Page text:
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fare

[fair] /fɛər/
noun
1.
the price of conveyance or passage in a bus, train, airplane, or other vehicle.
2.
a person or persons who pay to be conveyed in a vehicle; paying passenger.
3.
a person who hires a public vehicle and its driver.
4.
food; diet:
hearty fare.
5.
something offered to the public, for entertainment, enjoyment, consumption, etc.:
literary fare.
6.
Archaic. state of things.
verb (used without object), fared, faring.
7.
to experience good or bad fortune, treatment, etc.; get on:
He fared well in his profession.
8.
to go; turn out; happen (used impersonally):
It fared ill with him.
9.
to go; travel.
10.
to eat and drink:
They fared sumptuously.
Origin
1000
before 1000; Middle English faren, Old English faran; cognate with German fahren, Old Norse fara, Gothic faran; akin to emporium, port5, pram2
Related forms
farer, noun
Can be confused
fair, far, fare, flare (see synonym study at fair)
Synonyms
4. See food.
Dictionary.com Unabridged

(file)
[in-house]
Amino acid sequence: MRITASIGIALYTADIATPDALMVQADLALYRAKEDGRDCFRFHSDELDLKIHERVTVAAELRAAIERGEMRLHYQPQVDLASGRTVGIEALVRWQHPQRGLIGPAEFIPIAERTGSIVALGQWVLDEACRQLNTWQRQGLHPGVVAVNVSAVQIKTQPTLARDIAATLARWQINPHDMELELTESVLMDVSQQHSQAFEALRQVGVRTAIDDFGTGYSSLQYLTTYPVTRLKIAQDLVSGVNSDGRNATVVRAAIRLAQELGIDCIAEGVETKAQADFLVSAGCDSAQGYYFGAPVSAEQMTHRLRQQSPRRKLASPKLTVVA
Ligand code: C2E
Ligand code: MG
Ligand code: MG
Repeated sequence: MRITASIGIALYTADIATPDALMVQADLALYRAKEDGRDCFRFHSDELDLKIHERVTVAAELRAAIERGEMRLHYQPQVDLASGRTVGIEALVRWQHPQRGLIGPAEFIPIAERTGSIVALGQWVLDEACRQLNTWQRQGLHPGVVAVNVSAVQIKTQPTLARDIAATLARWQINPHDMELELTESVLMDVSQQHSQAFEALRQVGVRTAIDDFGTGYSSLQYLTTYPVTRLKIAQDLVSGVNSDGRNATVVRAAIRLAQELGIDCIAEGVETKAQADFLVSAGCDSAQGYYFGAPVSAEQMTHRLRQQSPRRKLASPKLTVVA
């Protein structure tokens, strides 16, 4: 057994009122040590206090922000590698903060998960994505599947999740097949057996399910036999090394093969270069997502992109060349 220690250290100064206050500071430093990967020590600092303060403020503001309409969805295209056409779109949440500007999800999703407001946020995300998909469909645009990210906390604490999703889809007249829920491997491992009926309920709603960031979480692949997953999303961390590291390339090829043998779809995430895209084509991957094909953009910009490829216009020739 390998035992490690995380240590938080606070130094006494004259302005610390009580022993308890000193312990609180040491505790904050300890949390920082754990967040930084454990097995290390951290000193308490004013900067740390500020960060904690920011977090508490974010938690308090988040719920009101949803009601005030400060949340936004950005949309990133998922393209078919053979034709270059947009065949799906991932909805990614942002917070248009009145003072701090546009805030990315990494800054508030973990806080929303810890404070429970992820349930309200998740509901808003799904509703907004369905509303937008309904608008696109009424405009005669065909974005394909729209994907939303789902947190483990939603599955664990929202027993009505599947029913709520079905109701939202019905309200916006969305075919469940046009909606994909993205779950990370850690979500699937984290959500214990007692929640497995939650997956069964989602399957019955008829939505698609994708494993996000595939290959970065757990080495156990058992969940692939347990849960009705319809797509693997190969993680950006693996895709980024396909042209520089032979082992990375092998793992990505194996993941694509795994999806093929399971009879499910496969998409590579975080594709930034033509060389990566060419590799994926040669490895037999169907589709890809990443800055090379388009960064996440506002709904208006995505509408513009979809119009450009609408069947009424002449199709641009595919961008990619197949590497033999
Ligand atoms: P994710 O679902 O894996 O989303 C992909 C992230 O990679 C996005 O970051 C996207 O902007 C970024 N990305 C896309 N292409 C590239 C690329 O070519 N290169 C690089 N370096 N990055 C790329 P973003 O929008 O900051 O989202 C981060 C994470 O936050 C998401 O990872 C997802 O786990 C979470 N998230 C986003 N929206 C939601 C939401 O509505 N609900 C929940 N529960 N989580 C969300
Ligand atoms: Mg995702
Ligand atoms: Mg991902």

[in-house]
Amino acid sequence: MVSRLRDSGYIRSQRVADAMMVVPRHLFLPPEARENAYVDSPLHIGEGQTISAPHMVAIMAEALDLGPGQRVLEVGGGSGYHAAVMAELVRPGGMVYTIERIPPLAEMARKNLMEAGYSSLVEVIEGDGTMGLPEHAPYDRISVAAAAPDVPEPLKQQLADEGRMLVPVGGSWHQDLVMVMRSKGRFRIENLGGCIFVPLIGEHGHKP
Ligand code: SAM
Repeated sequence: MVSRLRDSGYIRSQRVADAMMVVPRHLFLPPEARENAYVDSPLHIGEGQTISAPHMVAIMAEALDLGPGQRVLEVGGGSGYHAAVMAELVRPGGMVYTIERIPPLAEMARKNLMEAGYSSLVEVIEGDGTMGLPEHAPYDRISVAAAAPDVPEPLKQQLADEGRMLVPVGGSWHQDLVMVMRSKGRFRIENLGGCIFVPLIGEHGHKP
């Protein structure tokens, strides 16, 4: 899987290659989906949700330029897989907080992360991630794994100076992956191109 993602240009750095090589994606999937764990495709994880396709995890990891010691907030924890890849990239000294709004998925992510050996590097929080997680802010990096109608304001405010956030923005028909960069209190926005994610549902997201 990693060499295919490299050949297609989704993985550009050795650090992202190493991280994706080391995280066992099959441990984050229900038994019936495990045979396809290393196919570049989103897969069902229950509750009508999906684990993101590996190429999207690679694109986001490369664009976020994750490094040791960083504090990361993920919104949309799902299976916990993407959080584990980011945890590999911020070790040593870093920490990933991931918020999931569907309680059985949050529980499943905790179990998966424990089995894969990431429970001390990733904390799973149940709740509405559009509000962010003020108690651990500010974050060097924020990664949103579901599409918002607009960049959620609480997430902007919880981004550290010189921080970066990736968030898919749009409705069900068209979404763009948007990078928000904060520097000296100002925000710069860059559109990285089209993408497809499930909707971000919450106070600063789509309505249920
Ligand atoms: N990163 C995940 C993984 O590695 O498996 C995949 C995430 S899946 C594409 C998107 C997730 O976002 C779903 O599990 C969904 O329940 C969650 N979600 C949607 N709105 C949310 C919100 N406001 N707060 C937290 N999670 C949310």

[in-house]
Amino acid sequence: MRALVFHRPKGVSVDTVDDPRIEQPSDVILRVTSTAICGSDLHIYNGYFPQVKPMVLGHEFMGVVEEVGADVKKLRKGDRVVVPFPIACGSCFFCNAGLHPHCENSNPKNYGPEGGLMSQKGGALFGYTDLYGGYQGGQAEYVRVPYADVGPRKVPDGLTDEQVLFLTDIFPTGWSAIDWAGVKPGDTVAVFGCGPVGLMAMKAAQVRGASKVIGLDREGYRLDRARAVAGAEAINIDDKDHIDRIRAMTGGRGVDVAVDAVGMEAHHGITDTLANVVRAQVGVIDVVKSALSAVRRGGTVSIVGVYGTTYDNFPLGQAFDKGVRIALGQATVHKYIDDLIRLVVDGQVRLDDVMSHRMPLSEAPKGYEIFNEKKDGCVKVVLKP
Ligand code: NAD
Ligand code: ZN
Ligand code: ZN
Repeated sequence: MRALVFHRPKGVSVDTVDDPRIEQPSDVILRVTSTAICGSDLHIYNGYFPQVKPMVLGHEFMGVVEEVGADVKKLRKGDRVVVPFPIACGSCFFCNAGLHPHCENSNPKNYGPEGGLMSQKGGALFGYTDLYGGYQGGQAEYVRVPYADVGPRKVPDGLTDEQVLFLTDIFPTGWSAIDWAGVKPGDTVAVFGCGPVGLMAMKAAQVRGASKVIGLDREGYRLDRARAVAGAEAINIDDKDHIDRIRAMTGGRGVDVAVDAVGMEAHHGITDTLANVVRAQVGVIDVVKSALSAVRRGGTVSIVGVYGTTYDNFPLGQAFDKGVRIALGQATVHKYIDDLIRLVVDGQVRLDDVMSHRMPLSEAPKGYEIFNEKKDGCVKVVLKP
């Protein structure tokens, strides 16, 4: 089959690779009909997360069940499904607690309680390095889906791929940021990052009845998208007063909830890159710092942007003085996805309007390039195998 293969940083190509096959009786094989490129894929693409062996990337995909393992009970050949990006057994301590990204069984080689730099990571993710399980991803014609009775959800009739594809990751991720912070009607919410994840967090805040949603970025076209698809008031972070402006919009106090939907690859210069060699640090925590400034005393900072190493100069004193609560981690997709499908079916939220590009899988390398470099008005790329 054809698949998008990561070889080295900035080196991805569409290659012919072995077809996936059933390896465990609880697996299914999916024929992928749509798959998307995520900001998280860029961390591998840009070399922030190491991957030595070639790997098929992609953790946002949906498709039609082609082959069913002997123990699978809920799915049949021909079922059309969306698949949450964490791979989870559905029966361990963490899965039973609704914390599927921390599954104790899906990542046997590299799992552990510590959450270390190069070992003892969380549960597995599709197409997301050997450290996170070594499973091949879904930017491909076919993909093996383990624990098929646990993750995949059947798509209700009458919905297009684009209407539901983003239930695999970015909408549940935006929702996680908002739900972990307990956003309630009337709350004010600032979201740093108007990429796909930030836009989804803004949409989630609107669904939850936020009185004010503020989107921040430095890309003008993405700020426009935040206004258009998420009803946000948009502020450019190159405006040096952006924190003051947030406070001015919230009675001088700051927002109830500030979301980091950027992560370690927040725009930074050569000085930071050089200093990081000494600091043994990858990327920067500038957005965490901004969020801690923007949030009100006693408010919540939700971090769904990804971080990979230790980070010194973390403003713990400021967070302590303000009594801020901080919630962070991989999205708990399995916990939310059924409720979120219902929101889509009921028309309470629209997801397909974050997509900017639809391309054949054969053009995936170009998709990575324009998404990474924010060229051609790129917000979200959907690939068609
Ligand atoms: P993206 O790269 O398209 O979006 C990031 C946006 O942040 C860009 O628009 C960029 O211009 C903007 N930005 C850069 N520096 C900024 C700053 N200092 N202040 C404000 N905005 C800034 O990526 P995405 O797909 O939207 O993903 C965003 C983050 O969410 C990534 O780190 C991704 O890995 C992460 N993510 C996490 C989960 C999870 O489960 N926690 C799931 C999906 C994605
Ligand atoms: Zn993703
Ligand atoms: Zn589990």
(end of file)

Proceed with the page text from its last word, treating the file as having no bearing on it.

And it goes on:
Based on the Random House Dictionary, © Random House, Inc. 2014.
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British Dictionary definitions for farer

fare

/fɛə/
noun
1.
the sum charged or paid for conveyance in a bus, train, aeroplane, etc
2.
a paying passenger, esp when carried by taxi
3.
a range of food and drink; diet
verb (intransitive)
4.
to get on (as specified); manage he fared well
5.
with it as a subject. to turn out or happen as specified it fared badly with him
6.
(archaic) to eat we fared sumptuously
7.
(often foll by forth) (archaic) to go or travel
Derived Forms
farer, noun
Word Origin
Old English faran; related to Old Norse fara to travel, Old High German faran to go, Greek poros ford
Collins English Dictionary - Complete & Unabridged 2012 Digital Edition
© William Collins Sons & Co. Ltd. 1979, 1986 © HarperCollins
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Word Origin and History for farer
fare
O.E. fær "journey, road," strong neut. of faran "to journey" (see fare (v.)); merged with faru "journey, expedition, companions, baggage," strong fem. of faran. Original sense is obsolete, except in compounds (wayfarer, sea-faring, etc.) Meaning of "food provided" is c.1200; that of "conveyance" appears in Scot. early 15c. and led to sense of "payment for passage" (1510s).
fare
O.E. faran "to journey, to make one's way," from P.Gmc. *faranan (cf. Goth. faran, Ger. fahren), from PIE *por- "going, passage," from base *per- "to lead, pass over" (see port (1)). Related: Fared; faring.
Online Etymology Dictionary, © 2010 Douglas Harper
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8
8
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